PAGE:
The Corner

Re: Crunchy Coms

Now Andrew, surely you aren’t so politically

correct that you would reject an entire style of architecture because one of

the founding members of the broad artistic movement was a socialist. Are

you? It’s simply wrong to say Arts & Crafts houses are like Bauhaus with

frills. Nothing could be further from the truth. For one thing, Bauhaus

architecture was not built for human comfort. A&C houses were. They

emphasize simplicity, modesty and a connection to the hearth and nature. For

another, according to the architectu Witold Rybczynski, they were part of

architecture’s attempt to create a comfortable and affordable domestic style

in reaction to the fripperies of Victorian-style houses. Here’s a fair

description from a useful

website:

When you walk into a Craftsman Bungalow the sense of space, the openness

of the rooms, and the rustic or bold-square styling feel completely

different from the Victorian houses still being built into the 1910s.

The Victorian excesses referred to included “useless” ornamentation and

gingerbread, living with a mish-mash of inconsistant patterns and style and

copying “foreign” styles. The primary inspiration for the Craftsman style

was to look to nature, local materials, local (nationalist or native)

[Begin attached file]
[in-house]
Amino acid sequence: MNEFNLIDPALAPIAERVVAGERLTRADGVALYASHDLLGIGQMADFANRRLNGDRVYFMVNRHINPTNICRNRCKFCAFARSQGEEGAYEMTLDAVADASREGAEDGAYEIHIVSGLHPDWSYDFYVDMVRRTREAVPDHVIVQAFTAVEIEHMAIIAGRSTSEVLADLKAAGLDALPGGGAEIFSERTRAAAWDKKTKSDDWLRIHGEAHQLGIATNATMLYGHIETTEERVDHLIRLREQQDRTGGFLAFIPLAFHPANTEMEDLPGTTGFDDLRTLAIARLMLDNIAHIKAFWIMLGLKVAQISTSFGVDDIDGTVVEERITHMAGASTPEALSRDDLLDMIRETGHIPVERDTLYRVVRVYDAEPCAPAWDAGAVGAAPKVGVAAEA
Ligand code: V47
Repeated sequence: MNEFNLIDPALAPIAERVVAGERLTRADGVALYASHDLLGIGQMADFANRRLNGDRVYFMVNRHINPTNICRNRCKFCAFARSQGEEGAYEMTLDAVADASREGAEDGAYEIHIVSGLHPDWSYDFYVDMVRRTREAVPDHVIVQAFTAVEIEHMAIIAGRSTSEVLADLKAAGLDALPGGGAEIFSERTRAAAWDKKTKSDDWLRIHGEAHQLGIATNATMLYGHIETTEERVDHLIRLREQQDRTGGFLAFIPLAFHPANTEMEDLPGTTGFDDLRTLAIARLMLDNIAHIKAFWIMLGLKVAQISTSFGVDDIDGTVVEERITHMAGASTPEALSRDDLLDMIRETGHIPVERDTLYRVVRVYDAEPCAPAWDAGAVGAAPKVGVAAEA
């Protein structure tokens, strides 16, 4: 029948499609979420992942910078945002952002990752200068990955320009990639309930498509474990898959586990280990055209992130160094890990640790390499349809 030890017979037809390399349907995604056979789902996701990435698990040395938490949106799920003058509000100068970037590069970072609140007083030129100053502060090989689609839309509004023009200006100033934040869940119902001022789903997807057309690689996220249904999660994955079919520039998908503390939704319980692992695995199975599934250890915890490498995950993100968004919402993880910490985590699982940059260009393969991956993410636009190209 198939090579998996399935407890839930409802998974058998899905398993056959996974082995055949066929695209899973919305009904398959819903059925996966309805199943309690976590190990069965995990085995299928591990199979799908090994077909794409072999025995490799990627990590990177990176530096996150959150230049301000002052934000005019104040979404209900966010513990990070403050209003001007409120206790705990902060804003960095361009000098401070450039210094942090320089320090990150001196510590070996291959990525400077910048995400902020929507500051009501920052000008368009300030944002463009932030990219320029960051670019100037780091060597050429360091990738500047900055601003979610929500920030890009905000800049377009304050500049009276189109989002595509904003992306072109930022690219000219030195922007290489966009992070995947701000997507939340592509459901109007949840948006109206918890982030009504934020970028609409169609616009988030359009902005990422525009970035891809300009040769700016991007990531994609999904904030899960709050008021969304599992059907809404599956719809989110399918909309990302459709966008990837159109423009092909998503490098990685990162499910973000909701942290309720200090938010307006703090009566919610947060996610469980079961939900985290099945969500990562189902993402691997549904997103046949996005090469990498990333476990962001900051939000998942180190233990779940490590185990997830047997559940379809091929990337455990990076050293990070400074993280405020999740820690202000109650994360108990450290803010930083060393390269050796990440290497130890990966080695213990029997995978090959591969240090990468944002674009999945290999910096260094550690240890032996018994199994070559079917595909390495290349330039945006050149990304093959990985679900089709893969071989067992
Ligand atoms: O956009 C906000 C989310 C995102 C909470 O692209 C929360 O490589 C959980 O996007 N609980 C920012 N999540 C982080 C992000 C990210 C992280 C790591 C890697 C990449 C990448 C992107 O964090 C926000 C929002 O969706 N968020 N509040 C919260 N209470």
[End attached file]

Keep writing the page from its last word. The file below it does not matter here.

building traditions and to design and construct after the manner of honest

craft traditions: iron and copper blacksmithing, pottery, coarse weaving and

rough hewn materials. … The house layout emphasizes the horizontal, rather

than multiple stories, and the philosophy is very middle class in a

contemporary sense without space for maids and servants. The “man” of the

house still had the library, but the “woman’s” workspace became more

functional, and the fireplace or the hearth became the family center to a

degree that was almost mythical.

What’s communist about that, for Pete’s sake? If you’re a McMansion kind of

guy, fine, have fun. But some of us on the Right actually prefer the

workmanship, modesty and intimacy of these old Craftsman houses. An NRO

reader responded to my earlier blog by saying that he too is a fan of the

“Not So Big House” philosophy of Sarah Susanka:

I have tried to spread the NSBH gospel to friends who are building

houses, but they look at me as if I have just suggested that they paint

their home a lovely shade of mauve. “Um . . . O.K., we might, um, look into

that.” What they are thinking is: “Don’t you know that bigger is better? You

know, resale value! Glamour bath! A walk-in closet the size of my parents’

den! Are you nuts? Or a Commie, trash-composting vegan?”

What they seem to miss is the central point of having a home: to live in

it.